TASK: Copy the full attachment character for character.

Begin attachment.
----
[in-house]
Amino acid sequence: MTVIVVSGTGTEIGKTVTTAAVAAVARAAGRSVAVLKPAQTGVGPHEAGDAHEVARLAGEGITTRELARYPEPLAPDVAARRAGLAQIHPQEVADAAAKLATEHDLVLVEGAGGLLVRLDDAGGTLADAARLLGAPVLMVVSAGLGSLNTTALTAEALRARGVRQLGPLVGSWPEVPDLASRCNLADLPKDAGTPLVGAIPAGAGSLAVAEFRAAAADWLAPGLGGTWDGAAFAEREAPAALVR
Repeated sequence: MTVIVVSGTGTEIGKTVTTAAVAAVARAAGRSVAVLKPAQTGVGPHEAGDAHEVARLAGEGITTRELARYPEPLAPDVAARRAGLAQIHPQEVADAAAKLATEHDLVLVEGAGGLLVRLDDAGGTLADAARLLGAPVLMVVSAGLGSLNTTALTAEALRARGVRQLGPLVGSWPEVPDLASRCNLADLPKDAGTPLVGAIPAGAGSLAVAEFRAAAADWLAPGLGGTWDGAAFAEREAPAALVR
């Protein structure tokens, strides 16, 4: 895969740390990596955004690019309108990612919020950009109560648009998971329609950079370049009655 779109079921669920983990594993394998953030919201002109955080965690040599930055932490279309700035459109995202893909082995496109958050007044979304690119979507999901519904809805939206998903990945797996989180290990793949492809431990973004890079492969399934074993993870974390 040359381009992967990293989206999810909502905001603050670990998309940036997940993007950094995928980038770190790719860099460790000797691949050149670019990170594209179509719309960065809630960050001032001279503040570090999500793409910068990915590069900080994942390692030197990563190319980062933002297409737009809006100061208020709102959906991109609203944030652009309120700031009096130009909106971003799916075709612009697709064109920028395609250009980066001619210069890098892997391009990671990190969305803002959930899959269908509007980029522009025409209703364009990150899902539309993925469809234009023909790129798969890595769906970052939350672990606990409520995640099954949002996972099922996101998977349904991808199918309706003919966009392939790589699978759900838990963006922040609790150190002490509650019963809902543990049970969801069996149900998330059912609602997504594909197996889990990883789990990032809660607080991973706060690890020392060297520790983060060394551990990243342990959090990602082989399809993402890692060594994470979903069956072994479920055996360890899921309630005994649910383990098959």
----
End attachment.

[in-house]
Amino acid sequence: MTVIVVSGTGTEIGKTVTTAAVAAVARAAGRSVAVLKPAQTGVGPHEAGDAHEVARLAGEGITTRELARYPEPLAPDVAARRAGLAQIHPQEVADAAAKLATEHDLVLVEGAGGLLVRLDDAGGTLADAARLLGAPVLMVVSAGLGSLNTTALTAEALRARGVRQLGPLVGSWPEVPDLASRCNLADLPKDAGTPLVGAIPAGAGSLAVAEFRAAAADWLAPGLGGTWDGAAFAEREAPAALVR
Repeated sequence: MTVIVVSGTGTEIGKTVTTAAVAAVARAAGRSVAVLKPAQTGVGPHEAGDAHEVARLAGEGITTRELARYPEPLAPDVAARRAGLAQIHPQEVADAAAKLATEHDLVLVEGAGGLLVRLDDAGGTLADAARLLGAPVLMVVSAGLGSLNTTALTAEALRARGVRQLGPLVGSWPEVPDLASRCNLADLPKDAGTPLVGAIPAGAGSLAVAEFRAAAADWLAPGLGGTWDGAAFAEREAPAALVR
């Protein structure tokens, strides 16, 4: 895969740390990596955004690019309108990612919020950009109560648009998971329609950079370049009655 779109079921669920983990594993394998953030919201002109955080965690040599930055932490279309700035459109995202893909082995496109958050007044979304690119979507999901519904809805939206998903990945797996989180290990793949492809431990973004890079492969399934074993993870974390 040359381009992967990293989206999810909502905001603050670990998309940036997940993007950094995928980038770190790719860099460790000797691949050149670019990170594209179509719309960065809630960050001032001279503040570090999500793409910068990915590069900080994942390692030197990563190319980062933002297409737009809006100061208020709102959906991109609203944030652009309120700031009096130009909106971003799916075709612009697709064109920028395609250009980066001619210069890098892997391009990671990190969305803002959930899959269908509007980029522009025409209703364009990150899902539309993925469809234009023909790129798969890595769906970052939350672990606990409520995640099954949002996972099922996101998977349904991808199918309706003919966009392939790589699978759900838990963006922040609790150190002490509650019963809902543990049970969801069996149900998330059912609602997504594909197996889990990883789990990032809660607080991973706060690890020392060297520790983060060394551990990243342990959090990602082989399809993402890692060594994470979903069956072994479920055996360890899921309630005994649910383990098959």